Richard ET White (left) is the former artistic director of the Eureka Theatre in San Francisco, Wisdom Bridge Theatre in Chicago, and the outgoing and longest-serving chair of the Cornish College of the Arts Theatre Department in that institution’s 103-year-old history. Richard was also an acting and directing teacher at the University of California Drama Department where many RSC members got their early training. RSC co-artistic director Austin Tichenor talks with his former professor about how theatre can be anything and everywhere; how comedy about serious issues from the San Francisco Mime Troupe became life-changing; the influence of Richard Schechner and the Performance Group; sneering at prosceniums; what people forget about Brecht; the value of immaturity; the immediacy of improv; the storytelling and performance art of stand-up; being both expansive and inclusive; the value of sharing your lived experience; and how you want theatre to have the visceral impact of a great rock concert. (Length 24:06)

Introducing The Shakespeareance!

There’s a reason this week’s episode is shorter than usual, and it’s because Austin’s special guest is…himself! Austin talks about his new project — The Shakespeareance — a new monthly web series that talks about Shakespeare in our life and culture and features live Q&A conversations that you can be part of. He also shares how he offers private monologue coaching and play or novel manuscript review, and how you can become a Patreon supporter and get exclusive free content. If you’ve ever wanted to work with Austin, this is your chance! Join the Shakespeareance! (Length 13:39) (Shakespeareance Flag & Banner by Jennie Maizels.) 

Depicting William Shakespeare

It’s William Shakespeare’s Birthday Week! On this milestone 750th episode (!), Nicole Galland discusses the fun and intimidating challenge of making Shakespeare a character in her new novel Master of the Revels, and the chutzpah required to put words in the great poet and playwright’s mouth. Nicole shares which parts of the novel are autobiographical (and to what degree), and how even a genius like Shakespeare had gatekeepers; how Edmund Tilney (Queen Elizabeth I’s master of the revels) was both censor and showman; understanding metrics of success (and then ignoring them); how even the greatest writers — maybe especially the greatest writers — walk around in a daze, lost in thought, figuring out story elements and language choices; and how her novel is, ultimately, a celebration of the countless unsung behind-the-scenes champions of playwrights and artists. PLUS: A special appearance by Gary Andrews, author of Finding Joy, and the artist behind the extraordinary portrait above. (Length 20:26)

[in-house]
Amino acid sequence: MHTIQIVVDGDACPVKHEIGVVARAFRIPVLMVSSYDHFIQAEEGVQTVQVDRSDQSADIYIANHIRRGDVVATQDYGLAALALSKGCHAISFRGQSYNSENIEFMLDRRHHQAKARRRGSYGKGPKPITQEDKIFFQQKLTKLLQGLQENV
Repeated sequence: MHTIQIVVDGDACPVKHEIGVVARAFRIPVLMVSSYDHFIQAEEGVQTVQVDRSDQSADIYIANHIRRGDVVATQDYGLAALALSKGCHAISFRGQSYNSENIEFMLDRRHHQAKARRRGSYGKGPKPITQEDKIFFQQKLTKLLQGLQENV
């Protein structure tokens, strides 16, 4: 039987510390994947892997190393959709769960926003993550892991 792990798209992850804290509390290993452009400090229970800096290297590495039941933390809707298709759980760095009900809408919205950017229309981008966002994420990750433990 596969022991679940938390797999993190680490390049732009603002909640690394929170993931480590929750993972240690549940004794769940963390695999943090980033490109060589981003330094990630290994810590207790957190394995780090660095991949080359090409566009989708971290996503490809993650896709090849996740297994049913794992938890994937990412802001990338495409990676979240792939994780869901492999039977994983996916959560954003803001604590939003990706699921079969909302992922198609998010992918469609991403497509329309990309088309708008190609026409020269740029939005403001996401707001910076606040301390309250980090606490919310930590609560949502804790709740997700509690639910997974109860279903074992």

More Shakespearean Biofiction

Shakespeare’s Birthday Month continues with Part Two with our conversation with Dr Edel Semple (bottom right, left) from University College in Cork, Ireland, and Dr. Ronan Hatfull (bottom left, left) from the University of Warwick, talking about Shakespearean Biofiction onstage, screen, and this week on the page, too. We share love for both Hamnet the novel by Maggie O’Farrell and Hamnet the play (by Irish companies Dead Centre and the Abbey Theatre); brushes with greatness (in the forms of playwright Edward Bond and comedian Eddie Izzard); and we discuss all the big questions: how intimidating it can be putting words into Shakespeare’s mouth; how biofiction can speculate realistically or fantastically about where Shakespeare’s genius comes from; whether Shakespeare is, in fact, worth it; how Shakespeare compares to Leontes in The Winter’s Tale; how we can avoid spoilers for The Falcon and the Winter Soldier; what’s amazing about Lauren Gunderson’s The Book of Will; and, amazingly, the good things in Roland Emmerich’s film Anonymous. PART ONE OF OUR CONVERSATION CAN BE FOUND HERE. (Pictured, clockwise from top left: Laurie Davidson as the title character in the miniseries Will; Hamnet by Maggie O’Farrell; Austin Tichenor as Richard Burbage in Lauren Gunderson’s The Book of Will at Northlight Theatre, photo by Liz Lauren; and Kenneth Branagh as William Shakespeare in All Is True.) (Length 22:31)

Analyzing Shakespearean Biofiction